Good Morning and Happy Thursday!
I want to wish a very happy publication today to the book I have reviewed for you all today. This one ticked off a lot of boxes for me: murder, mystery, quirky characters, and England. I’m so happy to share my thoughts on it!
Thanks to NetGalley and Allison and Busby for this free digital copy in exchange for an honest review. 🙂
In David Stafford’s Skelton’s Guide to Domestic Poisons, after Mary Dutton is accused of murdering her husband, lawyer Arthur Skelton is called in to defend her. Skelton is riding his own small wave of fame after successfully defending a previous client in a highly-publicized case. In this case, he maneuvers through a tense political climate, a family history full of secrets, and a corrupt police department in an attempt to free his client.
It took me a couple of chapter to really sink into this one, but once I was in, I was in. The cast of characters is varied and entertaining. I loved Skelton—his slightly offhand, tongue-in-cheek manner was humorous and refreshing. His wife, Mila, is the epitome of a strong, forward-thinking woman (looked down upon in 1920s-30s England), and Edgar, Skelton’s clerk, is somehow both formal and quirky. The story moved along at a solid pace and there was nothing too inexplicable or over-the-top; I don’t love over-the-top plot lines in a mystery. Normally, in mysteries I read, the main character is out for the truth of the matter, whatever the outcome. What I found intriguing about this one is that since Skelton is a lawyer, the human part of him wants the truth, but even more, the lawyer part of him wants reasonable doubt, another motive elsewhere that would get his client released. It is a different mindset than what I have been accustomed to and I liked it. My only complaint is that I wish the wrap-up had been a little neater, but it did not ruin the story for me.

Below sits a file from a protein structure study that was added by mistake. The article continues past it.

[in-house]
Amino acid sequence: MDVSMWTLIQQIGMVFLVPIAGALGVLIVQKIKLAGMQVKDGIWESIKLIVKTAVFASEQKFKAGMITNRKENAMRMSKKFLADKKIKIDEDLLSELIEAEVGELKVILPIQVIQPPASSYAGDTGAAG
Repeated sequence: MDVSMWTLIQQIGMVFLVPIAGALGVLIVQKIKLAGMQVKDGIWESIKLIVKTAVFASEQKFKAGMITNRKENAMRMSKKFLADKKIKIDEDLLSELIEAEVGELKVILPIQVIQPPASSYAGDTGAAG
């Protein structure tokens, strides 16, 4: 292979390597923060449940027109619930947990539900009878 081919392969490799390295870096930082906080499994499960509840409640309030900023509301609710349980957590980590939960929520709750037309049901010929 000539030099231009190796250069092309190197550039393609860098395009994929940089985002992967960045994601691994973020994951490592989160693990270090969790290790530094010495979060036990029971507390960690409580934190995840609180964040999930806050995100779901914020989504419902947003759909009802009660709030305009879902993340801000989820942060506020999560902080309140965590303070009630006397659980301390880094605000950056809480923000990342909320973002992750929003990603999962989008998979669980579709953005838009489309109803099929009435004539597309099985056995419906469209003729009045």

I definitely recommend this one. If you’re anything like me and enjoy mysteries, especially British mysteries, pick this one up!